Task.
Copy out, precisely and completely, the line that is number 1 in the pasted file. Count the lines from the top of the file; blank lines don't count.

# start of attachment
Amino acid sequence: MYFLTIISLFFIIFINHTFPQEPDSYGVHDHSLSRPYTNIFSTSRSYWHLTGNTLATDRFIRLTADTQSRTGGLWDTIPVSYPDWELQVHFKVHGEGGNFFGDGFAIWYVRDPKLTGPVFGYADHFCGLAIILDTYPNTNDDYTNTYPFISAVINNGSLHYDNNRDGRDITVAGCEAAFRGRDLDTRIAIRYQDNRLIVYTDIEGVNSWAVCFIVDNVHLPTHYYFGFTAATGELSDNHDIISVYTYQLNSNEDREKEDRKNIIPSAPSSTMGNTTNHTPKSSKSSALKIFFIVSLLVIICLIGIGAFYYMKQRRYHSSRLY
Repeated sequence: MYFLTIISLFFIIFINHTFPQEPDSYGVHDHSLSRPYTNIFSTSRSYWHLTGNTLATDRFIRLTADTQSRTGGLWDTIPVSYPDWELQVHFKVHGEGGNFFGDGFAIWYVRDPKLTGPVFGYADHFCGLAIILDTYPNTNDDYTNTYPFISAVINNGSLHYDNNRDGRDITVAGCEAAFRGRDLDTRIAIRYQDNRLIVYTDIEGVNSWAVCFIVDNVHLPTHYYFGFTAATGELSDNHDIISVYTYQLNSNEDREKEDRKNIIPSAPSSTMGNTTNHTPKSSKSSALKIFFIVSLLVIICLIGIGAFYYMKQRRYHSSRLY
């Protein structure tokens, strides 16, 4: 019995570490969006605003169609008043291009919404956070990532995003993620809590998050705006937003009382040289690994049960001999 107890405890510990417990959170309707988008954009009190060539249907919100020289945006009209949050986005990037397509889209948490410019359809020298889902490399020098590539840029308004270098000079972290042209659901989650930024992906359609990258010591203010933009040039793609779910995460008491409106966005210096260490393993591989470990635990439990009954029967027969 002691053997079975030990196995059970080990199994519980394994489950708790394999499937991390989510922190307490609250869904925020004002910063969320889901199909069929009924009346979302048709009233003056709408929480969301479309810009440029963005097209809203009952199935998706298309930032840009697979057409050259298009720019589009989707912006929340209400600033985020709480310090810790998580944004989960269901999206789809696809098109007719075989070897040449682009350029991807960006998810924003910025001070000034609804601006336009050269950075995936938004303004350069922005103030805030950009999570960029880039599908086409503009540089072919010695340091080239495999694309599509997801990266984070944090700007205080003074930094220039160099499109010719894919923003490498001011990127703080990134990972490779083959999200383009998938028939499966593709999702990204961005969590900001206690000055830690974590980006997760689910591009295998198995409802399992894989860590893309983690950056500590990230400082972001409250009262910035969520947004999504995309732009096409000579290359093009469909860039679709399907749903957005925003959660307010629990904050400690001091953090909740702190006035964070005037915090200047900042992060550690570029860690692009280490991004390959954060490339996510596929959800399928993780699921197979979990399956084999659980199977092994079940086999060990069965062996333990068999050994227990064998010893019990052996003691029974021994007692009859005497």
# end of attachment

Amino acid sequence: MYFLTIISLFFIIFINHTFPQEPDSYGVHDHSLSRPYTNIFSTSRSYWHLTGNTLATDRFIRLTADTQSRTGGLWDTIPVSYPDWELQVHFKVHGEGGNFFGDGFAIWYVRDPKLTGPVFGYADHFCGLAIILDTYPNTNDDYTNTYPFISAVINNGSLHYDNNRDGRDITVAGCEAAFRGRDLDTRIAIRYQDNRLIVYTDIEGVNSWAVCFIVDNVHLPTHYYFGFTAATGELSDNHDIISVYTYQLNSNEDREKEDRKNIIPSAPSSTMGNTTNHTPKSSKSSALKIFFIVSLLVIICLIGIGAFYYMKQRRYHSSRLY